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I am working on a project for my CS1 class and I have run into something I have never thought of before. I know at all arrays in C are essentially pointer to the first element of an array, and a string is really just a character array. However, for my assignment we have to read in a file, and part of the file is the following:

Brad Tim Rick (more man names separated by spaces)
Lucy Angela Tina (more women names separated by spaces)

This is a short example, but what I have to do is extract the names and store them into two separate arrays, one for men and one for females.

I have never worked with something like this, so of course I am confused. This is what I am trying to do, and of course its not working... oh yeah, and I'm trying to store them in dynamic allocation. The only spec says that the names will never exceed 19 characters (should I say twenty to allow the '/0' at the end of the string to still be there no matter what?) How can I tell the compiler, "hey I want an array of strings, and each string can hold 19 characters + 1 for the "string trailer '/0' "? And then how do I access those through pointers?

char **mens_names, **womens_names;

mens_names = malloc(number_of_couples * sizeof(char[19]));
womens_names = malloc(number_of_couples * sizeof(char[19]));

if(mens_names == NULL){
printf("Malloc failed! Memory could not be allocated to variable mens_names.");
return -1;
}

int i;
for(i = 0; i < number_of_couples; i++){
    fscanf(input_file, "%s", &mens_names[i]);
}


if(womens_names == NULL){
    printf("Malloc failed! Memory could not be allocated to variable womens_names.");
    return -1;
}

for(i = 0; i < number_of_couples; i++){
    fscanf(input_file, "%s", &womens_names[i]);
}

for(i = 0; i < number_of_couples; i++){
    printf("Man: %s ", mens_names[i]);
    printf("Woman: %s\n", womens_names[i]);
}
share|improve this question
    
Not sure what your question is? A few comments though: sizeof(char[19]) is just long syntax for 19; yes, you will actually need 20 for the null terminator; you can make sure to avoid buffer overruns with width specifiers, e.g.: fscanf(input_file, "%19s", ...). –  netcoder Jan 29 '13 at 12:46
    
I have to make a 2d char array, using pointers, that will hold the list of name. So in memory, my arrays will look like for the mentioned example: mens_names: {'B' 'r' 'a' 'd' '/0', 'T' 'o' 'm' '/0', 'R' 'i' 'c' 'k' '/0'} and I want to do it dynamically so it can be ten names, one hundred names, one thousand names, etc. –  dsiebert424 Jan 29 '13 at 12:48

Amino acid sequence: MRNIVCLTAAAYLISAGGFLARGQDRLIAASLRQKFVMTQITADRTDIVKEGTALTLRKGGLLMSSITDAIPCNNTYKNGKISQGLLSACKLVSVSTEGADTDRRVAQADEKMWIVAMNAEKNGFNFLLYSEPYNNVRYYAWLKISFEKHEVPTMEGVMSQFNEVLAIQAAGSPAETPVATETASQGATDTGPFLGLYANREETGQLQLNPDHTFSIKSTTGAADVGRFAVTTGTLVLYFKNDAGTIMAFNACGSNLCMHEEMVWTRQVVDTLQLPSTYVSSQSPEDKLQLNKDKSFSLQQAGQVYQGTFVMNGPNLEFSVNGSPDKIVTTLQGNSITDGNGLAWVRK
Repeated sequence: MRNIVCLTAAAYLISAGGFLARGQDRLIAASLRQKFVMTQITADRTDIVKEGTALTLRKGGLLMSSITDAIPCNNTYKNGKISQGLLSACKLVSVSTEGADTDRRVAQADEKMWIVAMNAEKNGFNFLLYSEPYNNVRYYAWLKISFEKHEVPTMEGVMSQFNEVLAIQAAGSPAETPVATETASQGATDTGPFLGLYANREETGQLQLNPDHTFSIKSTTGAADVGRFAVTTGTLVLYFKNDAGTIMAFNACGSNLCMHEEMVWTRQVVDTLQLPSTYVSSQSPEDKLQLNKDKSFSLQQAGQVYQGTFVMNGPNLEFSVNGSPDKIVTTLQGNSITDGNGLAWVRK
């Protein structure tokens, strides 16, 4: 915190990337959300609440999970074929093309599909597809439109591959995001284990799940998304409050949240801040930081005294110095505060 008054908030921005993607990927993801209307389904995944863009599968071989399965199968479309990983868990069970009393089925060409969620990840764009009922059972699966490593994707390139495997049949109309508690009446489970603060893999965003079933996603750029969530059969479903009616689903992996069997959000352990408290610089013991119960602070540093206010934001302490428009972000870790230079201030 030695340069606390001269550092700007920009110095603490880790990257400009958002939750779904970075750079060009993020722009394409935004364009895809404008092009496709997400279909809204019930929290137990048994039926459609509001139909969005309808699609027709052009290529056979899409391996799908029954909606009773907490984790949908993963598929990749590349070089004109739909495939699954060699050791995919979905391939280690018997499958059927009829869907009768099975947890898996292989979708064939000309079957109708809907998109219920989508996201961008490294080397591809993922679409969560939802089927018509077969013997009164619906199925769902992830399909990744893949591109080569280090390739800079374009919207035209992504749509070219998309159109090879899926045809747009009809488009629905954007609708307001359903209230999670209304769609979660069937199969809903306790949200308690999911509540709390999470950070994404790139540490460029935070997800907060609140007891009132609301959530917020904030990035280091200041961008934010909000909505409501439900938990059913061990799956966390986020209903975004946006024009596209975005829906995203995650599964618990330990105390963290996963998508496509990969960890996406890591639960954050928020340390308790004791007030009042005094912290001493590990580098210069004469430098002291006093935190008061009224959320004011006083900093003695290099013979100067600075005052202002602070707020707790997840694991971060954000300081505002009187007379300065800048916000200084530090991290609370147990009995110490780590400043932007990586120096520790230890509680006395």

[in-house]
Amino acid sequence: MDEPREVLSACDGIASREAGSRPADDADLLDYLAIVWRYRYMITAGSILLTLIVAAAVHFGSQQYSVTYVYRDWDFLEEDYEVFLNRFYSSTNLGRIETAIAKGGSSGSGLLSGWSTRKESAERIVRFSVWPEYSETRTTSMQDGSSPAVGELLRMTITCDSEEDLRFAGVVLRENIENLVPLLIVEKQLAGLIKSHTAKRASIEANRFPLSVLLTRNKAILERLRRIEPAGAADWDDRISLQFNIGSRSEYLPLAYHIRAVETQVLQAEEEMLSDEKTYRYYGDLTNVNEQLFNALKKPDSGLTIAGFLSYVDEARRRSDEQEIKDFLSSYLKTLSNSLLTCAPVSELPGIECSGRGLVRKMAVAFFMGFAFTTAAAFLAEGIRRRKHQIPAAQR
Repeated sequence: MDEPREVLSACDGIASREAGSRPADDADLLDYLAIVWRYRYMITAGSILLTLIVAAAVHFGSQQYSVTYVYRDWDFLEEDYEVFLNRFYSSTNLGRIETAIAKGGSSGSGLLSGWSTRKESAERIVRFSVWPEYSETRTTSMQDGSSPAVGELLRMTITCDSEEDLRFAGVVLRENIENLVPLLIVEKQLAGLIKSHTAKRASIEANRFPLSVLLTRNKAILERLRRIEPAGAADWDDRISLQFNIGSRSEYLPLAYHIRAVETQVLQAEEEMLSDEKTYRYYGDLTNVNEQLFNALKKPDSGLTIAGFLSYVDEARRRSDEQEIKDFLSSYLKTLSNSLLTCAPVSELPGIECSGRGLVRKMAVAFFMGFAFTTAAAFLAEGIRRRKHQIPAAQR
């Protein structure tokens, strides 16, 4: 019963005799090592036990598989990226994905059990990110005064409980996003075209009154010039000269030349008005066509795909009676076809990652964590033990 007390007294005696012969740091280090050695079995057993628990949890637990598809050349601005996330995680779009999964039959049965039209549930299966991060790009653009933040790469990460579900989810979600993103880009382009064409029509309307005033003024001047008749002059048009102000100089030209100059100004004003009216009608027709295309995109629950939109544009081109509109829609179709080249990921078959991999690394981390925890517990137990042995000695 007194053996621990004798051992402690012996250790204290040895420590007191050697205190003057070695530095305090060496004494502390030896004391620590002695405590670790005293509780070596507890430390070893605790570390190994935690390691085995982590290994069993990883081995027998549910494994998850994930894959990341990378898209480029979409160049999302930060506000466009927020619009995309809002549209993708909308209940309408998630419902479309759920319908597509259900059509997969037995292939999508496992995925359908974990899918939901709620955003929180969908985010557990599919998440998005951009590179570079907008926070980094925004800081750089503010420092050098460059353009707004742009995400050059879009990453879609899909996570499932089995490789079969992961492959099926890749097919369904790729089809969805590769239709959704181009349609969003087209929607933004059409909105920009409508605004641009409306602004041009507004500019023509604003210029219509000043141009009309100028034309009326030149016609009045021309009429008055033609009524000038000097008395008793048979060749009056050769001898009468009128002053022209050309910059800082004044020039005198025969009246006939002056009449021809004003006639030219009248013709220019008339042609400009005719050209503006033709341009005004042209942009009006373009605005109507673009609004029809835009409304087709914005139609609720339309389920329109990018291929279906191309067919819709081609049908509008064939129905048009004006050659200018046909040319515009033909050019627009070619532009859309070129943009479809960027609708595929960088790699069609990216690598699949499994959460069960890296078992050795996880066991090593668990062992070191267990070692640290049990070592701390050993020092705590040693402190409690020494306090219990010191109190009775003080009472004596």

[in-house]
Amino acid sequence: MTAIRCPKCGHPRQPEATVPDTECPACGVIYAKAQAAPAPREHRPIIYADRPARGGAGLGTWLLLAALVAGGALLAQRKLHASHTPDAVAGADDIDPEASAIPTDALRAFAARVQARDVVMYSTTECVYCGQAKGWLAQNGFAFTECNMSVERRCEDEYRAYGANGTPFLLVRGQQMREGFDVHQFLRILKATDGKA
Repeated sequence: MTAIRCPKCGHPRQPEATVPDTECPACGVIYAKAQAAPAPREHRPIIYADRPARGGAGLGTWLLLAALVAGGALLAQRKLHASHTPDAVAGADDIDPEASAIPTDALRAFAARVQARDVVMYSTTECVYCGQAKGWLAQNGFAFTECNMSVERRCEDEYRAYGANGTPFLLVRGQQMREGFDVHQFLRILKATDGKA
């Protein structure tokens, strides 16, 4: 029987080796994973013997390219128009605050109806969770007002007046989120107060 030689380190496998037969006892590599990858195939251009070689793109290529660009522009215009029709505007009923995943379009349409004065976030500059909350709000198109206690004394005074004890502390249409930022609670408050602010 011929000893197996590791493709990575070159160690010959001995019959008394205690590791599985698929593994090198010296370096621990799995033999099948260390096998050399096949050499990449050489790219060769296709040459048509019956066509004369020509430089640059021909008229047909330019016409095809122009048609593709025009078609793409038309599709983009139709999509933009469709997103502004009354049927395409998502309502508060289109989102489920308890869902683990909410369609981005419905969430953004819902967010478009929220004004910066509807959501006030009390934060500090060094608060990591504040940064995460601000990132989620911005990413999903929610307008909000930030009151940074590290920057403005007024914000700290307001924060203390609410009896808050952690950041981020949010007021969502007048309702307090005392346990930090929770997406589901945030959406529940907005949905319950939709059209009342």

I understand what you need to do. What I don't understand however, is how exactly you want us to help you. You say you tried something and it's not working. How exactly is it not working? What results do you have? What results do you want? –  netcoder Jan 29 '13 at 12:51
    
When I am trying to print the values the program crashes. I do not know how to watch pointers in codeblocks (what my professor requires us to code in), and it crashes when I try and access mens_names[i], however since it is a string, I am unsure how to "read string in row 1, read string in row 2, read string in row 3, ... , read string in row n" –  dsiebert424 Jan 29 '13 at 12:53
    
Arrays and pointers are very different things. I suggest you read comp.lang.c FAQ maybe starting with section 6. –  pmg Jan 29 '13 at 12:58

2 Answers 2

up vote 2 down vote accepted

I know at all arrays in C are essentially pointer to the first element of an array

Not quite. Arrays and pointers are two different things entirely. Except when it is the operand of the sizeof, _Alignof, or unary & operator, or is a string literal being used to initialize an array in a declaration, an expression of type "N-element array of T" will be converted to an expression of type "pointer to T" and its value will be the address of the first element in the array.

Given the declaration

int a[10];